Editor’s Note.  Please note that this article was published on the first day of the fourth month of the year.  Treat accordingly.

In a decision that was widely expected, the United States Supreme Court ruled in favor of the government in the case,  John Ashcroft v. Just About Everyone Else.

At issue was the plaintiff’s challenge that under the Fourth Amendment’s unreasonable search and seizure requirements, the government and those acting as agents of the government, as well as those that feel that the government might one day ask them about it, cannot capture and search communications by Unites States citizens without first getting a warrant of some kind from, as one ACLU intern put it, “really just about any court, anywhere. Really, some kind of judge.  Really.”

Writing for the majority, Justice Samuel Alito wrote, “The First Amendment protects speech, which clearly means not just giving people the right to say stuff but the right for others to hear it.  And since the First Amendment is, by definition, before the Fourth, it must be given precedent.  You want to say it, we get to hear it.”

In a sharp dissenting opinion signed by every member of the Court who had ever used a woman’s locker room except Clarence Thomas, Justice Ruth Bader Ginsburg took issue with that interpretation: “As the Hon. Leonard Schneider, Chief Justice when I was a girl, said ‘the first amendment means everyone has the right to say it once and everyone else has the right to hear it once’.

So Sam is clearly wrong about this. Once it is heard the first time, it is no longer speech but  BLOBS, that is Binary Large Objects, which are, after all, objects and therefore fair game for the Fourth.”  (It should be noted that Justice Ginsburg has been studying to be a Hadoop Database Administrator so that she has something to do when she retires.)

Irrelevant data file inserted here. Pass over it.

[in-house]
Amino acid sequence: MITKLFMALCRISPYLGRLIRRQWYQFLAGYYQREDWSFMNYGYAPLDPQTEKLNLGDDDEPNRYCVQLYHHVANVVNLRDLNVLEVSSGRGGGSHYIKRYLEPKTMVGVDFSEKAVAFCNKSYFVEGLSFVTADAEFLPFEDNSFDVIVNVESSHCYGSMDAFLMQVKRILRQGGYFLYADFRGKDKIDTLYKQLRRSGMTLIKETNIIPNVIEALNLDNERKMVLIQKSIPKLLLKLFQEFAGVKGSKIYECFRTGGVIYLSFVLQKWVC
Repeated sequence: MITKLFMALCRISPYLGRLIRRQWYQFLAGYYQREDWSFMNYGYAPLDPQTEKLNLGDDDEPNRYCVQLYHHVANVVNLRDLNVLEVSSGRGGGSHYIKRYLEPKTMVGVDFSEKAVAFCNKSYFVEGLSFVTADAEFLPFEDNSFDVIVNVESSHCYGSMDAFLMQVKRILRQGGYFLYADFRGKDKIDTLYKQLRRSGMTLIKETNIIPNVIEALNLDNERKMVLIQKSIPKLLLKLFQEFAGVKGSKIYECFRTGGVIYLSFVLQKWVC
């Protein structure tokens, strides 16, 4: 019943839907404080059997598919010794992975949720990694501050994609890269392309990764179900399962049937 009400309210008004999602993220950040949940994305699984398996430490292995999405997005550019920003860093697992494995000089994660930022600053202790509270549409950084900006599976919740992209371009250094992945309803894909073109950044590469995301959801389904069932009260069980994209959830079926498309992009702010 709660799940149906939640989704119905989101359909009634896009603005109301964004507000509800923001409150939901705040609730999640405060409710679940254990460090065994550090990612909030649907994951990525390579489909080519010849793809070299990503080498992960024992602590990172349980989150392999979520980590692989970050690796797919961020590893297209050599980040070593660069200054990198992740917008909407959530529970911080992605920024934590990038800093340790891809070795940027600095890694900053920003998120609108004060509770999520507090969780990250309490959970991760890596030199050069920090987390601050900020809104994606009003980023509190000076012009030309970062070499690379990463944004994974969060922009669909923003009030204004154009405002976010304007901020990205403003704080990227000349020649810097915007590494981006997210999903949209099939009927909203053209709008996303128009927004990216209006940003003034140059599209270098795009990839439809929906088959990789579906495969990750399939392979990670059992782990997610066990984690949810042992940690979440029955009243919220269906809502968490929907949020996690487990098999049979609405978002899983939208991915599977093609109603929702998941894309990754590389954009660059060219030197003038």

Oral arguments for the case, which were heard during bathroom breaks for oral arguments for a case that Chief Justice Roberts really cared about, were marked by some moments that surprised veteran Court observers.

Justice Thomas, known for his silence during oral arguments, broke with his tradition.  When plaintiff’s attorney, Aaron Burr, made a particularly insightful comment, Justice Thomas was heard to ask “whose side are you on, anyway?”  This is the most that Justice Thomas has said from the bench since 2009 when he said “Gesundheit” after an attractively dressed spectator in the third row sneezed.

Donald Verrilli, Solicitor General, arguing for the government, stressed that terrorist threats and the government’s interest in protecting the people made judicial oversight of searches no longer necessary.

Citing “good intentions” and the “golden rule,” Verrilli stressed that since government is “of the people, by the people and for the people,” then the people had no choice but to trust themselves.  In place of any amicus briefs to support their case, the government distributed “Freedom Isn’t Free” bumper stickers to the Justices, with Justice Thomas returning his.  “My wife has a box of these at home and she hates it when I bring clutter home from the office,” Justice Thomas said.

In a concurring opinion, Justice Antonin Scalia, making obvious references to previous cases such as  Buckley v. Valeo and Citizens United v. FEC,  wrote, “If we equate speech to money, then it is clearly only a matter of time before we equate privacy to money as well.  Although we will look to the lower Courts to define this first and, in keeping with tradition, ignore the EU Court of Justice on these matters.”

When asked about next steps, Mr. Burr was upbeat, “this is a setback, certainly, but we will review the Court’s opinion and consider our appeal options.  We may appeal to the World Court or just go straight to the Supreme Court of Alabama.”

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